By Dr. Becker
According to PetfoodIndustry.com, a major industry player is losing market share because consumers are “increasingly choosing pet foods that more closely resemble their own foods.” It seems more and more pet owners are actively seeking out smaller pet food companies that sell products with higher quality ingredients.
Science Diet’s Declining Sales
The major player in this case, Hill’s Pet Nutrition, brings in $1.00 for every $7.00 its parent company, Colgate-Palmolive, makes in sales and profit. But sales for Hill’s primary brand, Science Diet, have declined in recent years as consumer buying trends have shifted.
To combat the drop in sales, Hill’s introduced a “Nature’s Best” brand of pet food and has also reformulated the Science Diet line, removing chicken byproducts from their formulas. But according to Colgate-Palmolive’s CEO, “the consumer had a disconnect with this idea of Science Diet and a naturals products.”
Hill’s also recently launched another new brand called “Ideal Balance” that claims to contain more natural ingredients and no corn, wheat or soy.
'Lab-engineered nutrition like Hill’s has become a liability.'
The pet food industry as a whole is undergoing a shift in response to consumer demand for the same types of ingredients and foods for their pets that they want for themselves. Pet owners are looking for products and ingredients that are (or are perceived to be) natural, fresh and locally sourced (or at least not sourced from, for example, China). According to the Wall Street Journal, "The image of lab-engineered nutrition like Hill's has become a liability in an age where the new mark of quality is organic or natural, and the brand has lost market share.”
According to PetfoodIndustry.com, only time will tell if Hill’s can turn things around, because shifts in consumer preference extend beyond pet food products and ingredients.
Another major change on the pet consumer horizon is a demographic shift away from Baby Boomers. Boomers, the current primary purchasers of pet products and services, will be less likely to replace elderly pets as they get older themselves. Taking their place will be GenX and GenY consumers who have different lifestyles, wants and needs than Boomers.
For example, the X’ers and Y’ers are “active on social media, have less brand loyalty and are looking to companies to invite them into the development phase of products or services through social media interaction.”
According to Pawsible Marketing, a pet industry trend watcher, in order to be successful with GenX/GenY consumers,
“… pet businesses must alter the way they market to these new consumers and become more readily available and mobile, create unique and creative ways to grab consumer attention, and be more flexible - readily adapting to change frequently - in order to compete. Consumers are now in the drivers seat.”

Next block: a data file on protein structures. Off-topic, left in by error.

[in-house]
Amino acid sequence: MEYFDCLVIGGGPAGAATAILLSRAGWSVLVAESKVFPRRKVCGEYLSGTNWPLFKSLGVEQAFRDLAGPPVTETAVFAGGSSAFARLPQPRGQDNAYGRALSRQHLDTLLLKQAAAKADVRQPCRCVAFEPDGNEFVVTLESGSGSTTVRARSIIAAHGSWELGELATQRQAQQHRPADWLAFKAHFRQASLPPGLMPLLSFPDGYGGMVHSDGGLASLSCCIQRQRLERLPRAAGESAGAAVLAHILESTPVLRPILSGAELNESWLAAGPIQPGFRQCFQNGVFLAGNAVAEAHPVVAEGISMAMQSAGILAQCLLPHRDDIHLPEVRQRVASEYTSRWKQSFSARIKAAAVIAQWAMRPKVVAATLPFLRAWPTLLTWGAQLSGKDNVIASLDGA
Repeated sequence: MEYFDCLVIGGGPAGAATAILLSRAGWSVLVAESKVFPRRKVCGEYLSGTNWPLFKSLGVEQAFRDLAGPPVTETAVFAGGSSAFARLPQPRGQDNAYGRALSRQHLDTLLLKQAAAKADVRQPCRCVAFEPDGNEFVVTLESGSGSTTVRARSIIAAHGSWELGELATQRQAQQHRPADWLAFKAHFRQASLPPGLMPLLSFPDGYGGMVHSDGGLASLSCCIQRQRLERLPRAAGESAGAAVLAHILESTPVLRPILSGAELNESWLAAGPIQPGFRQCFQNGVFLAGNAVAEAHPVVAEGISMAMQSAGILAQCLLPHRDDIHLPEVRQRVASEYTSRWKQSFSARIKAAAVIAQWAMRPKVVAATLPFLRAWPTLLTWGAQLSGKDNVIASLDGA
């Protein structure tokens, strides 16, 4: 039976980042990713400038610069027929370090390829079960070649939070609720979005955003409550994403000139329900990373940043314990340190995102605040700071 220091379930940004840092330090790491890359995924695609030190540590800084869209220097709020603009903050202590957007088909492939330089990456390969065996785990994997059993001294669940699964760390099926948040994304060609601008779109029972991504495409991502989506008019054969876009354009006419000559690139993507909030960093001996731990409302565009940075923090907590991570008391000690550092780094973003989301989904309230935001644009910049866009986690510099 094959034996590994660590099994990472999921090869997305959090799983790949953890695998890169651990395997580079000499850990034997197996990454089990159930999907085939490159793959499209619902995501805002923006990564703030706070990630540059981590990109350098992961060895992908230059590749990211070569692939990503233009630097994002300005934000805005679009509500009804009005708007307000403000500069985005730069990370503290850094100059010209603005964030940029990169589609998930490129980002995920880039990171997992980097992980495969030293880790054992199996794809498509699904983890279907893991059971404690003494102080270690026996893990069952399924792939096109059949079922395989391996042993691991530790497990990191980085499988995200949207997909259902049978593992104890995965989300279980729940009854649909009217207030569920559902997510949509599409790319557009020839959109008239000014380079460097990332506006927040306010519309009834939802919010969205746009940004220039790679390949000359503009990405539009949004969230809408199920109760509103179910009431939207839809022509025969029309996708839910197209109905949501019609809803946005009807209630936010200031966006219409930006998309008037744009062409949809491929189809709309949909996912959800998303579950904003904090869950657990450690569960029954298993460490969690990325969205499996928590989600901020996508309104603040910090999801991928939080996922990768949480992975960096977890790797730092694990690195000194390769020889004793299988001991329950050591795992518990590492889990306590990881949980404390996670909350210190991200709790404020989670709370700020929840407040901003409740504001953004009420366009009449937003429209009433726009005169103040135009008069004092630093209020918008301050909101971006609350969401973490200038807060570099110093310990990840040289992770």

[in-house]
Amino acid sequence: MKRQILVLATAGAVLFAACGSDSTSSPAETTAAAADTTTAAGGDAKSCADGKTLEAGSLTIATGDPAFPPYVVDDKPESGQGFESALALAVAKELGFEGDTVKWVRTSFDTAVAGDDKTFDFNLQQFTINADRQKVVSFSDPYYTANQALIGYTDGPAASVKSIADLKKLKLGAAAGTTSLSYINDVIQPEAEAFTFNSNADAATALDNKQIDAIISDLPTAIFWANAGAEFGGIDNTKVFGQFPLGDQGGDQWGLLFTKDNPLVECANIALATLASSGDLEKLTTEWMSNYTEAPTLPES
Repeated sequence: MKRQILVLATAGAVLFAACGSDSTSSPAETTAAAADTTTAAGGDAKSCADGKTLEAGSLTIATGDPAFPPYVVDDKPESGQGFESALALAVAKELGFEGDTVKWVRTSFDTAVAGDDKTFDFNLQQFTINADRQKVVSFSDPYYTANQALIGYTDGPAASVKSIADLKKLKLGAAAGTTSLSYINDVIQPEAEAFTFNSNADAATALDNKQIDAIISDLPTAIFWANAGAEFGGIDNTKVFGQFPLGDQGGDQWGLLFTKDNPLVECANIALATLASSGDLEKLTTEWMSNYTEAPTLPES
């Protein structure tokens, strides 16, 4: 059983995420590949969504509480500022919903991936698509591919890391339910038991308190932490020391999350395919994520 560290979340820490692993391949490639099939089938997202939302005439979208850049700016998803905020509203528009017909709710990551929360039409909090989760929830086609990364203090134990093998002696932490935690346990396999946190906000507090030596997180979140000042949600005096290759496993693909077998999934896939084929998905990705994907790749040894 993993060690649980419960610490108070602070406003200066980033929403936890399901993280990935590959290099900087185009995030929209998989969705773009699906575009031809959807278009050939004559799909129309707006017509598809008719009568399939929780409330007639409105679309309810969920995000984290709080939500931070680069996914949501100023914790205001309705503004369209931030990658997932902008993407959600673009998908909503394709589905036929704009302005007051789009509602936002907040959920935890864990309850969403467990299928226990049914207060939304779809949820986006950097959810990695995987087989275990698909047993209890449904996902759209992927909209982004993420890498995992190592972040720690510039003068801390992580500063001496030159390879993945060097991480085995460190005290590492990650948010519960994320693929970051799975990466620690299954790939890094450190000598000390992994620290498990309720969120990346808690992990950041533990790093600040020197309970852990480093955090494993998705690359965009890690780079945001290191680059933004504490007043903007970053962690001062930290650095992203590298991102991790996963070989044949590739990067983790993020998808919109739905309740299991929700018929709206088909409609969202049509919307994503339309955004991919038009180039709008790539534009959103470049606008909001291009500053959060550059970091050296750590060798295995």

What Does This Mean for You and Your Pet?
Hill’s Pet Nutrition isn’t the first and won’t be the last processed pet food manufacturer to try to give savvy consumers what they want without hurting their own bottom line. You, as a knowledgeable pet owner, must remain unmoved by the hype. Educate yourself about what species-appropriate nutrition for your dog or cat really means, and measure each new entry in the pet food market against that standard.
Regardless of shifting consumer trends and marketing strategies … and whether you’re a Boomer, a GenX’er or a GenY’er … your fuzzy family member’s need for good quality, balanced, species-appropriate nutrition has not, and will not change.
While pet product companies and marketers try to find ever more unique and creative ways to lure you, their human consumer, your carnivorous cat or dog maintains the same basic requirement for whole, fresh, unprocessed food as her wild ancestors. In fact, your pet’s health, vitality and quality of life have little to do with how many nifty new pet products you purchase.
In addition to the right diet, your pet’s other most basic needs include:
- Plenty of physical exercise and mental stimulation
- Minimal exposure to toxins including vaccines, veterinary drugs, and pest preventives
- Regular (preferably twice yearly) wellness exams with an integrative or holistic vet
- Routine at-home dental care, bathing and grooming
When it comes to caring for your dog or cat, it’s not about finding the latest new invention in pet food or products … it’s about providing your furry companion with a simple, natural diet and lifestyle that creates abundant health and a long life.